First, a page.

I spent two days last month at a meeting of the Synod of the Trinity’s Governing Commission. To help the new members like me to get comfortable with the experienced ones, we were asked to tell the others how we got our names.
The Acting Moderator, Barbara Ann Chaapel, told how much she hated her name during the Beach Boys’ heyday – as everyone sang her name to her. Now, she thinks it’s pretty cool.
The Stated Clerk, Wayne Arthur Yost, shared how he was told as a young man that he was “doubly-blessed” – because the first three letters of his name and his initials were both W-A-Y. And they spell an interesting word.
Most of them got names that ran in the family. Others were stuck with their parents’ attempt to give them a name that was not trendy. In every case, the name was their parents’ decision.
Not so with Jesus. That name was given to Him by the command of God the Father, delivered by an angel to Mary – as we are told in Luke 1 – and to Joseph – as we find in Matthew 1.
Mary was told what to name her baby boy, but Joseph was given both the name and a reason for that name. And it came in form of a command:
“You will call His name Jesus, for He will save His people from their sins.”
Why did Mary not get an explanation? Probably because she was a woman in a society in which a mother could name her child – but not if the child’s father had a name in mind. Joseph likely got an explanation because, as Mary’s husband-to-be, he would wonder why he didn’t get to name the child.
By explaining the name, the angel also reinforced the point that the child was not his or even another man’s, but God’s offspring.
YEA-soos is the Greek form of the Hebrew name yeh-SHOO-ah – which means “Yahweh saves” or “Yahweh is salvation.” In English, the name is Joshua. You all remember him, don’t you?
Moses was the agent through whom God delivered His people from slavery in Egypt, but Joshua was the one who led them through the Jordan River into the Promised Land and led them to victory over all who opposed them. But lest Joshua get too full of himself, his name was a constant reminder that God was the One who was saving His people – and Joshua was the conduit through whom God did that saving work.
God is all about saving His people. Psalm 130 tells God’s people,
“O Israel, put your hope in Yahweh, for with Yahweh is unfailing love and with him is full redemption.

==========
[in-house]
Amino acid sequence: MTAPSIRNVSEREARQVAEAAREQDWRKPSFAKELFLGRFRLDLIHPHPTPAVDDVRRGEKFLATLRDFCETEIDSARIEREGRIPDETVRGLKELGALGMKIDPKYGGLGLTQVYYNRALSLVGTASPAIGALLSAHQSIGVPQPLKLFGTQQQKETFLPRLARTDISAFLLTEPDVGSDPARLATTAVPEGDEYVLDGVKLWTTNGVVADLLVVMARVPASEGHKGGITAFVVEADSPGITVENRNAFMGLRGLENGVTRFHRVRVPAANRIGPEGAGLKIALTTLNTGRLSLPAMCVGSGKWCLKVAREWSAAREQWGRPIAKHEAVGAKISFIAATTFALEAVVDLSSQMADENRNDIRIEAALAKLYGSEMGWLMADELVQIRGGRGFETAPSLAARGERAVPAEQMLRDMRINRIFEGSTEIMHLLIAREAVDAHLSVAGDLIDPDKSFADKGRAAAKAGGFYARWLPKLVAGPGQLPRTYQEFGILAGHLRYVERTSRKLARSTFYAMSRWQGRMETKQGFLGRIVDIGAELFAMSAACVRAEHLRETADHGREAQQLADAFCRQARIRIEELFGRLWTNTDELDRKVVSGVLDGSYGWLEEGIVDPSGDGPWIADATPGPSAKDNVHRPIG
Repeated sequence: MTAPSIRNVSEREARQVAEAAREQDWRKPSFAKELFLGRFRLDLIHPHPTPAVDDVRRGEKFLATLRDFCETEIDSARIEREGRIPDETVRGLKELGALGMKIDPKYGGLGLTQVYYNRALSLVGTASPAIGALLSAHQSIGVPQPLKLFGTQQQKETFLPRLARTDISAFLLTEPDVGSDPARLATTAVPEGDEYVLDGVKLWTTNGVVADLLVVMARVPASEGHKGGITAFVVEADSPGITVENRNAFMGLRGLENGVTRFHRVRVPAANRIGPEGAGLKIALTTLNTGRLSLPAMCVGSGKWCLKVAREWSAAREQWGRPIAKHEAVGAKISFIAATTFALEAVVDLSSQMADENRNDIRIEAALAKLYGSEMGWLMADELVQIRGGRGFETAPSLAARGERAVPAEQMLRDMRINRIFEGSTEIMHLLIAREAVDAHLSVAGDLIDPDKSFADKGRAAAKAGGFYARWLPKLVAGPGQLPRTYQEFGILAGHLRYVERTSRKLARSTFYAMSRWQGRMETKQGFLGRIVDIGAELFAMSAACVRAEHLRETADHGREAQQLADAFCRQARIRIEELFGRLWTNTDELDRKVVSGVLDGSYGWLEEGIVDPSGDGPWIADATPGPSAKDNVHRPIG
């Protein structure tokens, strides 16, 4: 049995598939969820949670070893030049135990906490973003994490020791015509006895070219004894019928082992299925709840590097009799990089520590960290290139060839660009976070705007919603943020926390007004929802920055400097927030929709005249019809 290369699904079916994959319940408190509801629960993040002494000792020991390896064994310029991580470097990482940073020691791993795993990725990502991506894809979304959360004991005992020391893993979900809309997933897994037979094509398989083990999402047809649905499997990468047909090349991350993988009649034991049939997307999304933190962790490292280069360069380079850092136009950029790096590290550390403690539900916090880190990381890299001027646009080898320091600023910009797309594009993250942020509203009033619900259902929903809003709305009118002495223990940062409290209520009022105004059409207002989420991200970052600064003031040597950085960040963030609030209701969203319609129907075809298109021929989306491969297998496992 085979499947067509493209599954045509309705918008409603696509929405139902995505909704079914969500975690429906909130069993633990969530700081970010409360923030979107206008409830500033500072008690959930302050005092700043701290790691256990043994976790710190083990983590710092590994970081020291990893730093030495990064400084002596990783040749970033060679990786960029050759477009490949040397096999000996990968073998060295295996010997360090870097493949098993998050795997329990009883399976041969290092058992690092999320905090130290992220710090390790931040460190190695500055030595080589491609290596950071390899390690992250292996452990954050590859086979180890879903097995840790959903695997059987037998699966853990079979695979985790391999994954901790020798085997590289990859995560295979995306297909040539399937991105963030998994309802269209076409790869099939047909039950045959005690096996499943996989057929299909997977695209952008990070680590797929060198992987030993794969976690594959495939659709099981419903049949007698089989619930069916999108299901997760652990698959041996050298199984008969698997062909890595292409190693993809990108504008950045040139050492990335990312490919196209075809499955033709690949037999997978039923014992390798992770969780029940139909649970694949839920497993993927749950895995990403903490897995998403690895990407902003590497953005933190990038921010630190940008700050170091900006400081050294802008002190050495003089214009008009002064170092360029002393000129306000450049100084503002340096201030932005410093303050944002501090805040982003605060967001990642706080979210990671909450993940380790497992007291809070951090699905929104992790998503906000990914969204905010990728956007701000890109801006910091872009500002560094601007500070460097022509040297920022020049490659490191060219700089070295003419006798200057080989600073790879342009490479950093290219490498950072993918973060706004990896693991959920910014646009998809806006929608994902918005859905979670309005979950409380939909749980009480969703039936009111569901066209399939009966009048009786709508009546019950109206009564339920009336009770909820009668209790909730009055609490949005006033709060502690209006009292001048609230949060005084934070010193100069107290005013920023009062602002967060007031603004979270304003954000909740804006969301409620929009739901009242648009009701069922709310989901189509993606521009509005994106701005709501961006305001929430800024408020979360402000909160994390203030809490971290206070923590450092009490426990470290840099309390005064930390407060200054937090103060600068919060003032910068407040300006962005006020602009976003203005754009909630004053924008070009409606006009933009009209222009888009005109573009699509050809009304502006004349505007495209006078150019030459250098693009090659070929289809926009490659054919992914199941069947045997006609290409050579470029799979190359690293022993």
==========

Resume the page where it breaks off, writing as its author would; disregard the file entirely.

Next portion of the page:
He himself will redeem Israel from all their sins.”
The people of Judea in Jesus’ day took that Psalm to mean that the Messiah to come would deliver them from Roman occupation – but that’s not what this verse promises.
They expected a mighty military figure to vanquish the Roman army– but this verse speaks not of defeating enemies but of redeeming or ransoming God’s people. And that’s what Jesus did – He paid the price for their freedom and ours. The price was His own life.
So the name Jesus given to the son of Mary is a promise that God will do the job of saving His people Himself. He will delegate to another Moses or Joshua character – rather, He will do it Himself in His incarnation as Jesus. The name “Jesus” tells us that God’s saving work is very personal.
Our New Testament Lesson this morning must seem out of place during the Christmas season. That story from Acts 4 – of Peter and John being called to explain how they healed a man who had been crippled from birth – is usually read on the third Sunday after Easter. But it has meaning for us as we look at the name of Jesus today. Which, by the way, is the Feast of the Holy Name of Jesus in the Roman Catholic and several other church calendars. That is because January First is the eighth day after Christmas, and Luke 2:21 tells us that Jesus was named and circumcised on the eighth day.
But back to our story from Acts 4. After the healing, John and Peter preached about Jesus to the crowd that had gathered in amazement at the temple gate. That made the Jewish authorities uneasy, and they summoned the two men and demanded to know “By what power or what name did you do this?” That is, healed the crippled man.
Peter, who was filled with the Holy Spirit, did not flinch: